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Lowering F250 OBS?
I'd like to make my F250 easier to get into, not to mention easier to load and a little more aerodynamic (less lofty). I'm not trying to make it into a car, I'd just like a little more ease of use and better fuel economy.
The current suspension in front is the stock springs plus a THICK, flat overload leaf that the uppers constantly rest on. I've heard the stock fronts are naturally in a negative arch, is this true? If the front springs are off the flat overloads, will it damage the front end or throw off my alignment (recently done with the current setup)?
The current suspension in the rear is the stock springs plus TWO overload leaves- the flat one on the bottom may be stock, I can't tell; the other is a highly arched leaf at the top of the pack that occasionally contacts a pair of stops on the frame above the springs. There's also a pair of 2" blocks with axle snubber tabs on them; these may be stock, I don't know.
One concern I have about the rear spring stems from something a friend mentioned when he first saw my truck- he noted that the rear suspension was VERY soft, softer even than his old gas Chevy K1500, and certainly softer than his current Cummins Dodge 2500. Is this normal? I'd like to hope so, as I don't need a rock-solid ride, and I never plan to haul more than 10k (2 Jeep CJs on a gooseneck car trailer).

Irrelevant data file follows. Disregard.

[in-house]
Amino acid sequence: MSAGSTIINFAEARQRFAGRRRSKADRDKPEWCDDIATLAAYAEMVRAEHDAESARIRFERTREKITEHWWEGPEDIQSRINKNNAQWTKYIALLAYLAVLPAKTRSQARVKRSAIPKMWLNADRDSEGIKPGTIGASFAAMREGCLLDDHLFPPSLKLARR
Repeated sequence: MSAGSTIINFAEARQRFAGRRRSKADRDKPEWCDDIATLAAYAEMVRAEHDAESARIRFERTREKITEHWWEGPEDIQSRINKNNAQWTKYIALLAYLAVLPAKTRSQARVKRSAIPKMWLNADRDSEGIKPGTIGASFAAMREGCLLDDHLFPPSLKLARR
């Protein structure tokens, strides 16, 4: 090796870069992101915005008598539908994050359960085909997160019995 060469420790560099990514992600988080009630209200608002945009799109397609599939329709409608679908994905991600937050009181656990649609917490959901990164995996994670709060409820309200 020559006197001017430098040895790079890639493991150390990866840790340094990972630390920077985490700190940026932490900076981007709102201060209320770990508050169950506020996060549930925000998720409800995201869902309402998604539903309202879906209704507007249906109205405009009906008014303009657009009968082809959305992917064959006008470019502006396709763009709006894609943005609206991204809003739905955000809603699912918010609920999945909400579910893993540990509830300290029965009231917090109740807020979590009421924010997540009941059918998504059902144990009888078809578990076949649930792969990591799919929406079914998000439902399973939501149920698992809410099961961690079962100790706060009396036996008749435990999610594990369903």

All this said, can I remove the flat overload springs and the lift blocks to achieve the lower profile I'm looking for? I know I CAN, but given my uses, I guess my question is, SHOULD I?
1995 F250 XLT 7.3T (on donor '97 engine with 180xxx miles) 4x4 - LuK SMF, Diamond Eye 3" downpipe to 5"straight-pipe exhaust. ZF5 manual trans, Curt hide-away gooseneck hitch, Super Duty suspension conversion.
1997 F250 XLT 7.3T - 2wd E4OD, alloy wheels w/ bald tires, gooseneck hitch, pretty much bone stock. Soon to become a trailer, spare tires, spare parts, and scrap.